1. The Ex parte James principle will apply where the circumstances generate unfairness. It is not necessary to establish unconscionability on the part of the administrator, court-appointed liquidator or other officeholder.
  2. The fact that the administrator is relying on rights under contract freely entered into by both parties is not an absolute bar to relief under the Ex parte James It will be a highly material factor against relief but such a bar is not implicit in the underlying rationale of the principle: “In all cases the rule in Ex parte James…will be invoked to restrain an officeholder from relying on his strict legal rights. Those rights may arise at common law or in equity or under statute, and, in my judgment, there are no grounds for excluding contractual rights from the scope of…the rule in Ex parte James…” (at [87]).
  3. The fundamental principle underlying the jurisdiction lies in the idea that the court will not permit its officers to act in a way in which it would be clearly wrong for the court itself to act. It is not acceptable for the court to act unfairly. Therefore, a test of unfairness as the threshold to apply the Ex parte James principle is manifestly appropriate.
  4. There is no inherent difficulty in the court using a test of unfairness to apply the principle in Ex parte James on a case by case basis. The courts are very familiar with applying a standard of fairness in many contexts, including in insolvency matters.
  5. The court applies the unfairness test on an objective basis. The court does not enquire into whether the officeholder is consciously proposing to adopt a course which falls foul of the appropriate standard of an officer of the court.  

As for Paragraph 74, this empowers the court to grant relief if the administrator has acted in a way which has “unfairly harmed”, or would “unfairly harm”, the interests of the applicant. Whilst an administrator would not be causing unfair harm if he was acting in accordance with his statutory obligations, the situation is different if the administrator is exercising a discretion. In the latter circumstance, the Court of Appeal held that Paragraph 74 could apply to offer relief to an applicant if it resulted in unfair harm.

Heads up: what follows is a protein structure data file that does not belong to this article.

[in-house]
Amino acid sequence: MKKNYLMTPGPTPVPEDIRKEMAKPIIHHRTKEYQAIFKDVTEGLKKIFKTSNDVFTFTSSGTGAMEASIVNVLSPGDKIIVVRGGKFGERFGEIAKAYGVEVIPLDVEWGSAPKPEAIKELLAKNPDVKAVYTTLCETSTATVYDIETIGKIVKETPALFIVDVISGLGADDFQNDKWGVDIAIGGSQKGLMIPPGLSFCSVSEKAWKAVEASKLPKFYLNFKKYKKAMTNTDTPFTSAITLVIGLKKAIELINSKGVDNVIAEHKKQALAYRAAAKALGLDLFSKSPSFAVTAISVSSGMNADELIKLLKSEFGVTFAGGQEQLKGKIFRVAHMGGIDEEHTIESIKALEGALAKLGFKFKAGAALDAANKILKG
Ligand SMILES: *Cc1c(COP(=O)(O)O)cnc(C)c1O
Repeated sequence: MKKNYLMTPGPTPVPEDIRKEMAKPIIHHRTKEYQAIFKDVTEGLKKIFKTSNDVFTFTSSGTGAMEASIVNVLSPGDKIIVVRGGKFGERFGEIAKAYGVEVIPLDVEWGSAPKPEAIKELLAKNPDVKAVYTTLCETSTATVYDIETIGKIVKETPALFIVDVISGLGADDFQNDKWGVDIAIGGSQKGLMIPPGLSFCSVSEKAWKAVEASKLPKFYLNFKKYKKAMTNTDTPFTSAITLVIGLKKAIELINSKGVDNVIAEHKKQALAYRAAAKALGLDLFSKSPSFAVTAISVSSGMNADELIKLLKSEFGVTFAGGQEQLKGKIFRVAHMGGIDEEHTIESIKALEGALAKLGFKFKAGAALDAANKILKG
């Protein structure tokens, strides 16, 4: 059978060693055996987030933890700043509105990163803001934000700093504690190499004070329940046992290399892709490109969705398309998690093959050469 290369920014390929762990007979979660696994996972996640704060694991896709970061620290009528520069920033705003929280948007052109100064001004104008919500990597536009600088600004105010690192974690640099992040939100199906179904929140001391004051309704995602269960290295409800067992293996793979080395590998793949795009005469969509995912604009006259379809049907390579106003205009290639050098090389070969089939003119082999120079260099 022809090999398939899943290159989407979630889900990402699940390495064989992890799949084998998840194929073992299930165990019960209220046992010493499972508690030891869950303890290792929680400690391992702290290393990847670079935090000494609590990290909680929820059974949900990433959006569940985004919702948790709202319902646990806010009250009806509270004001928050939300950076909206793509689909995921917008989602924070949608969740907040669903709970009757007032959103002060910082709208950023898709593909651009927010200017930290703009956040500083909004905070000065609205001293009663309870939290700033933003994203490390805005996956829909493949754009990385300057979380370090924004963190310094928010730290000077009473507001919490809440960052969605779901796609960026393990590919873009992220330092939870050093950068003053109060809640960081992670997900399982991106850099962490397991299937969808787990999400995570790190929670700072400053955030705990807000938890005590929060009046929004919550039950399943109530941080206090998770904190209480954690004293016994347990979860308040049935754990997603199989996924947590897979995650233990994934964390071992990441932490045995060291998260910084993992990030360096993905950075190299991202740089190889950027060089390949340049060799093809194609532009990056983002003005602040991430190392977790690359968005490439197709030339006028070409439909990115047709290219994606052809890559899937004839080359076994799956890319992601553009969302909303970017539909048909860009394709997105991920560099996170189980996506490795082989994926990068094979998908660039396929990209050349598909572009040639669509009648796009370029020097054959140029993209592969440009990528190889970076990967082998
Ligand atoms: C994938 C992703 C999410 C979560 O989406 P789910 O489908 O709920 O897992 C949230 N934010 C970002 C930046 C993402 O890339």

The Court also held that there was no basis on which to limit Paragraph 74 to cases of discrimination. Therefore, conduct which meets an objective test of unfairness will fall foul of Paragraph 74 even if other creditors in the same position have been treated in the same way.

Further, the Court confirmed that Paragraph 74 can offer relief even when an administrator relies on his/her strict contractual rights. Consequently, Paragraph 74 is capable of limiting the strict legal rights of administrators under a contract. The Court noted that there was no remedy equivalent to Paragraph 74 on which an administrator could rely against a creditor but held that that was of no consequence.  That was a choice made by Parliament when crafting the statutory framework for administrations with that inherent imbalance.

When applying these findings to the facts of the case, the Court emphasised that LBA was not seeking to renegotiate the deal embodied in the CDD. Rather, it was seeking to correct a common mistake of a clerical nature. That was an error for which, as they accepted, the LBIE administrators were as much at fault as LBA. As a consequence, there would be no windfall to LBA and no true detriment to LBIE’s estate if the error were now corrected. The appeal was allowed and LBIE’s administrators were directed to increase LBA’s proof of debt.


This decision highlights a tension between the common law’s respect for freedom and sanctity of contract on the one hand, and the higher standards expected of officers of the court, on the other.  With the Court of Appeal’s confirmation that the principle in Ex parte James does not require unconscionability and with its application in this case in circumstances where rectification of the contract was not sought, the potency of the rule in Ex parte James has been made clear and we may now see creditors relying on Ex parte James with renewed vigour. Officeholders will need to reconsider their ability to enforce their rights even those arising from freely negotiated agreements.  It is now plain that fairness reigns supreme and has the potential to re-write a bargain.